The American Fuel & Petrochemical Manufacturers (AFPM) today issued an update to its December 31, 2012 news release on the association’s petition to the Environmental Protection Agency (EPA) to waive the 2012 cellulosic biofuel mandate due to the biofuel industry’s repeated failure to produce the cellulosic biofuel needed to meet the government mandate.
On January 9, 2012, EPA announced the applicable volumetric requirements for various renewable fuels under the Renewable Fuel Standards (RFS) and established the 2012 regulatory requirement for cellulosic biofuel at 10.45 million ethanol-equivalent gallons. In announcing the petition, AFPM relied upon EPA’s most recent data reported through October 2012. Available information indicated just 20,069 gallons of cellulosic biofuel actually produced, all of which was exported generating no Renewable Identification Numbers (RINS), or credits for refiners to use to comply with the federal biofuel mandate. Citing the lack of domestic supply, AFPM President Charles T. Drevna called EPA’s timeline for introducing cellulosic biofuel into the fuel supply market as “ambitious” and “unrealistic.”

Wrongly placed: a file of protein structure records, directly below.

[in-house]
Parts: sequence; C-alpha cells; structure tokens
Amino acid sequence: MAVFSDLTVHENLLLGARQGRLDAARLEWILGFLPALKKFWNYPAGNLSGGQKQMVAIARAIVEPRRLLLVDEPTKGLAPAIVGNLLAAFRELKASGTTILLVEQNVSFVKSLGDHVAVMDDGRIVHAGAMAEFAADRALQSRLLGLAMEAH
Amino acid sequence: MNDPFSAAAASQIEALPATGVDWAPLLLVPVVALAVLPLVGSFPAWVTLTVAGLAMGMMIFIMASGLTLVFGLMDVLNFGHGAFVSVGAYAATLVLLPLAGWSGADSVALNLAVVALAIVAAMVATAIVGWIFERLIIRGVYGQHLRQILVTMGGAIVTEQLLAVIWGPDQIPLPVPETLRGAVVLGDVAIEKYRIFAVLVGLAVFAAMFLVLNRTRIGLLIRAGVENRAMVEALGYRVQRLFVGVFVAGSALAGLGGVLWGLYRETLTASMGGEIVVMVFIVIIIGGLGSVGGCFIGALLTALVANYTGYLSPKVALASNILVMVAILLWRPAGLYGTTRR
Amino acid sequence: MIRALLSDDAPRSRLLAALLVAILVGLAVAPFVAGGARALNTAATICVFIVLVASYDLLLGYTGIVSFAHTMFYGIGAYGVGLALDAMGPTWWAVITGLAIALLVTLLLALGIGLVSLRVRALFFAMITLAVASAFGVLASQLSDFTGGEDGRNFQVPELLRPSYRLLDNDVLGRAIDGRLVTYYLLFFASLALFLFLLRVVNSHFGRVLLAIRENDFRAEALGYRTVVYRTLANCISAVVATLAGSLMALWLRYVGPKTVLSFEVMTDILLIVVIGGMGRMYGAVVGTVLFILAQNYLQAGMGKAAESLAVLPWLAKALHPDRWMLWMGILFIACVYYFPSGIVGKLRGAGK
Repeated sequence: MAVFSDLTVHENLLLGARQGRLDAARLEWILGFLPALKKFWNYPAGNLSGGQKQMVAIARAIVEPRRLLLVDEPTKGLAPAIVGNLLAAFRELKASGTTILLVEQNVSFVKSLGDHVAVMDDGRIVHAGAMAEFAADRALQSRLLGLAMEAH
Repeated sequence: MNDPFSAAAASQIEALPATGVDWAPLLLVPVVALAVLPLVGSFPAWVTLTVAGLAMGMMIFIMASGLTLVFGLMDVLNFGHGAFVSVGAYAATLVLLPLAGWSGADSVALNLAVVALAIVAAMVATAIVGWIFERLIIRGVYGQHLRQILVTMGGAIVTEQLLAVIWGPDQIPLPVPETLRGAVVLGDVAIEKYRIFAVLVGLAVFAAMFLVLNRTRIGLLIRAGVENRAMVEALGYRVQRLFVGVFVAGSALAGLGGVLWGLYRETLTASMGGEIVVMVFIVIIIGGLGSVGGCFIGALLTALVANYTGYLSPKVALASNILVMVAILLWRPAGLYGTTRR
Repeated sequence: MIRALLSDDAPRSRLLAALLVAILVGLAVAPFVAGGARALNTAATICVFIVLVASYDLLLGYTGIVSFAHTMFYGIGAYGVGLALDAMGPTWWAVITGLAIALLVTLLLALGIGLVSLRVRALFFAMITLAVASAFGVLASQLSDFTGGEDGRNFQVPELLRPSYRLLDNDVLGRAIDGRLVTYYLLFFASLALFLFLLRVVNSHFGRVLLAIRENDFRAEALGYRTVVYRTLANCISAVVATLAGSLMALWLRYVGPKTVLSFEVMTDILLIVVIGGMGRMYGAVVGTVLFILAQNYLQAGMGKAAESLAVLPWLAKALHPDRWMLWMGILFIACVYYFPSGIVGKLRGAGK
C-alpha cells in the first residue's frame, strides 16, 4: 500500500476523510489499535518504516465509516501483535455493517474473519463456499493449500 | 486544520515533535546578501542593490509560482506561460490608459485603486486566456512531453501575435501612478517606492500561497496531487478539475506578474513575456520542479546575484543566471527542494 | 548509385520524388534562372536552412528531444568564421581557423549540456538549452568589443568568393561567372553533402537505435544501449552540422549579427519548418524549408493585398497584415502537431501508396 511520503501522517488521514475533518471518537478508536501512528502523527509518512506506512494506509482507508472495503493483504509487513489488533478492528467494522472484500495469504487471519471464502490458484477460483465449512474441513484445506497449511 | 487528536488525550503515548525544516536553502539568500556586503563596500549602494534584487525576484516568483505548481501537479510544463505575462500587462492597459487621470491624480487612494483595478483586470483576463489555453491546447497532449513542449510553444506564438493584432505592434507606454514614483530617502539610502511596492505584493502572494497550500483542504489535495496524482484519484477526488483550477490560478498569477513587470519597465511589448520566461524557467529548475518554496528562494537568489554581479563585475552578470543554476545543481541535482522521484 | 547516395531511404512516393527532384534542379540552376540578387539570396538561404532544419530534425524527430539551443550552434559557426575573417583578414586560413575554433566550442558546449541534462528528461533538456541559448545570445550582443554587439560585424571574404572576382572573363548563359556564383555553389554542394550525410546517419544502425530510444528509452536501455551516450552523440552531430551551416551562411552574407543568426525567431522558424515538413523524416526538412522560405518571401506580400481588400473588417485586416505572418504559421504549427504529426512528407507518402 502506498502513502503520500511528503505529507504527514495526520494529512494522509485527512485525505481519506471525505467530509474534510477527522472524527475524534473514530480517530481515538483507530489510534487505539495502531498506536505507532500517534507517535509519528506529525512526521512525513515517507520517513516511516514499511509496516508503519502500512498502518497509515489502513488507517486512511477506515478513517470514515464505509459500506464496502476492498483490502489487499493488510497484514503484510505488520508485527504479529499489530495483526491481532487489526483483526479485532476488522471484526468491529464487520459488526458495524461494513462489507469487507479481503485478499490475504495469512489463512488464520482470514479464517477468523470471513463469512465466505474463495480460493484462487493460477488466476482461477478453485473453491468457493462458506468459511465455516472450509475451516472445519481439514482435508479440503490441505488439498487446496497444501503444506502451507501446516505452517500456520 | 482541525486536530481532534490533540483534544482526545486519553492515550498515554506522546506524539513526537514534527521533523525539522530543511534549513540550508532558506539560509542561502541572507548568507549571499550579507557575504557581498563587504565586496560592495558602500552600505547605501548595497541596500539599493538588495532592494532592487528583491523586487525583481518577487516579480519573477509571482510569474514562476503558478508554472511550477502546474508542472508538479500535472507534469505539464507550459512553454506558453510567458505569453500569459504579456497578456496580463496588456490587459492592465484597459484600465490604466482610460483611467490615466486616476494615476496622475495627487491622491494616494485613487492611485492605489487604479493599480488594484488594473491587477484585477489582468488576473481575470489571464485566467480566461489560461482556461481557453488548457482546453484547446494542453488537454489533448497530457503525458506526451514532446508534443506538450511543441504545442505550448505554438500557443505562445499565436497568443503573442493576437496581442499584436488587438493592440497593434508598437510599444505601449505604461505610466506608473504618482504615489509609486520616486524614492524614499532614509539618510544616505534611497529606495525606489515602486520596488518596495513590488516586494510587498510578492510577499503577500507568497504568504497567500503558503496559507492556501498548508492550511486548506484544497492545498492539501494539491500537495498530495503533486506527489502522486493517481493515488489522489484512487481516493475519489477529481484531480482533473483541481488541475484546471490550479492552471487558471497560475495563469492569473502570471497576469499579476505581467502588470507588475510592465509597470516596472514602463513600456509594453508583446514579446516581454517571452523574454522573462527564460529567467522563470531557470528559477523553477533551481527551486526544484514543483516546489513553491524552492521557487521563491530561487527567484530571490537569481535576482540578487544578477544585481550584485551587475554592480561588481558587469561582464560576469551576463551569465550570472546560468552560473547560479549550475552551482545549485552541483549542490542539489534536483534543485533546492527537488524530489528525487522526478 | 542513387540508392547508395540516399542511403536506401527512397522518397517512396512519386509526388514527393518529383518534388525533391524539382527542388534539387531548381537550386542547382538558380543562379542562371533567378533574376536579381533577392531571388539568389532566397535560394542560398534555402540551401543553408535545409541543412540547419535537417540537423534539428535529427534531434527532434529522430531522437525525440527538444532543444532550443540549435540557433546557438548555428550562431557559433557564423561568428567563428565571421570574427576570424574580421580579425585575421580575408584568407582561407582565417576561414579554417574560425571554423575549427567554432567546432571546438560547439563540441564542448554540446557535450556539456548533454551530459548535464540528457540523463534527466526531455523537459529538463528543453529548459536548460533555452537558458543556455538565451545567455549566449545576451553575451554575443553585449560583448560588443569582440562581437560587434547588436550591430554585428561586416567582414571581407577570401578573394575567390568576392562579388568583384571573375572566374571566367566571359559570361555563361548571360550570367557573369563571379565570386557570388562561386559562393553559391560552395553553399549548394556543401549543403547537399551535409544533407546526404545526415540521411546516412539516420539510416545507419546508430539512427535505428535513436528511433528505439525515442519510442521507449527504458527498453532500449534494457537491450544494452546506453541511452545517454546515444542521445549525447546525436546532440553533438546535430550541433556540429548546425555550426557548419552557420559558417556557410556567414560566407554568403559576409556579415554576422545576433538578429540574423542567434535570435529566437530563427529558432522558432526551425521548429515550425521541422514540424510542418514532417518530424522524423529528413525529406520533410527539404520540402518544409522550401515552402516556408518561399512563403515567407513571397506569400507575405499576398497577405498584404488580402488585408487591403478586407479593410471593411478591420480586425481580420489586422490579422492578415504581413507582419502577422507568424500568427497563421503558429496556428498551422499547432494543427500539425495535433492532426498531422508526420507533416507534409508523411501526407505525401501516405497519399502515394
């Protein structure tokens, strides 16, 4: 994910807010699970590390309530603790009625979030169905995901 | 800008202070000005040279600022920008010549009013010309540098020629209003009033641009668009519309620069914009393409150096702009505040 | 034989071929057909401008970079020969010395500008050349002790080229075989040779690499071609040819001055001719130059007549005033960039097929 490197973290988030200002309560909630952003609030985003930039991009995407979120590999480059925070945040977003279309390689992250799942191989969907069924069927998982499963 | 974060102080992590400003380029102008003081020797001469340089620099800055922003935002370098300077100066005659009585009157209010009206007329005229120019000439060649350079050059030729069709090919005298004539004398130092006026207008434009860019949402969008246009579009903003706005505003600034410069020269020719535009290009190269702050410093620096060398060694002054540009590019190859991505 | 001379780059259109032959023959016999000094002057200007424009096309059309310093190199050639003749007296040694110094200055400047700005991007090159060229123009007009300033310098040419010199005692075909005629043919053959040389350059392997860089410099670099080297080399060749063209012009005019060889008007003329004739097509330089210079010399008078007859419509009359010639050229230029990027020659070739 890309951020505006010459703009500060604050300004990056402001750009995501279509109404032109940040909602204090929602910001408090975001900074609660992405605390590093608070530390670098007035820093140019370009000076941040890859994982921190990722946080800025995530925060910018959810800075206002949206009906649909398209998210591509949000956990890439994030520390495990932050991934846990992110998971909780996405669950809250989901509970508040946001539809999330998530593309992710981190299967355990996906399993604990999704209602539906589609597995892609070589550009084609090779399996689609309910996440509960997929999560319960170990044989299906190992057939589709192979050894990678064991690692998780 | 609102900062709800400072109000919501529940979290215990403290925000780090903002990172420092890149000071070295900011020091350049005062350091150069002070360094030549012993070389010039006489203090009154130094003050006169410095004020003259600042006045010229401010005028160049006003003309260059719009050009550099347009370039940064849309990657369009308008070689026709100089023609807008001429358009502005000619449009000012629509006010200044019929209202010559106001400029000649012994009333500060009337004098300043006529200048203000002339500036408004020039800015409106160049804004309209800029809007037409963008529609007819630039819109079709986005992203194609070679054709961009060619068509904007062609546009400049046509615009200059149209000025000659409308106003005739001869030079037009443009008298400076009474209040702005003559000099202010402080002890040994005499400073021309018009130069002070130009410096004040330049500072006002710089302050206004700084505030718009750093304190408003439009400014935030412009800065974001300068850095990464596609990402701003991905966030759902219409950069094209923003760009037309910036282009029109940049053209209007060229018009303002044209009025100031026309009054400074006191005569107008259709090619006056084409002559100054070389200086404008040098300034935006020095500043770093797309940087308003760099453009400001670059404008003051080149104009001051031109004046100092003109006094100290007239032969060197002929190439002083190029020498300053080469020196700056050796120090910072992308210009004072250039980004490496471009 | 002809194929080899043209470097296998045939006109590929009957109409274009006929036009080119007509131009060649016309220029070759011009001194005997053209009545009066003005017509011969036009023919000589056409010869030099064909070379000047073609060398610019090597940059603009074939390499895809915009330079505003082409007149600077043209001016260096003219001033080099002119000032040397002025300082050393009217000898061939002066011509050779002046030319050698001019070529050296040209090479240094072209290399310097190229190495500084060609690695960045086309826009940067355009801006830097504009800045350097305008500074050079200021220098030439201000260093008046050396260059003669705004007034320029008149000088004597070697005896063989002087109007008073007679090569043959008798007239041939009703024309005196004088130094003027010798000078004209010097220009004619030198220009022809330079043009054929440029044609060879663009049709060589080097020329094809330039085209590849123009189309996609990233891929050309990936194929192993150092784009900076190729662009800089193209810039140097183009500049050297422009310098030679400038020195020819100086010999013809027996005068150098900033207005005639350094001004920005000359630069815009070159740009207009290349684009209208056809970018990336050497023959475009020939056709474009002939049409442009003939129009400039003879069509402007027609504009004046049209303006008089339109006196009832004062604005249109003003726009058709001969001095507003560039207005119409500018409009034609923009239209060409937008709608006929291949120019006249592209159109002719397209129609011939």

Earlier today, EPA updated its data and announced that in November 2012 the biofuel industry produced an additional 1,741 ethanol-equivalent gallons of cellulosic diesel fuel. In response to this news, Drevna issued the following statement: “I stand corrected. November’s data reporting that the biofuel industry produced 1,741 ethanol-equivalent gallons of cellulosic diesel shows excellent progress toward complying with the EPA’s 2012 mandate of 10.45 million ethanol equivalent gallons of cellulosic biofuel. Six thousand additional months at this production level and the country will finally achieve EPA’s 2012 mandated volumes,” Drevna said.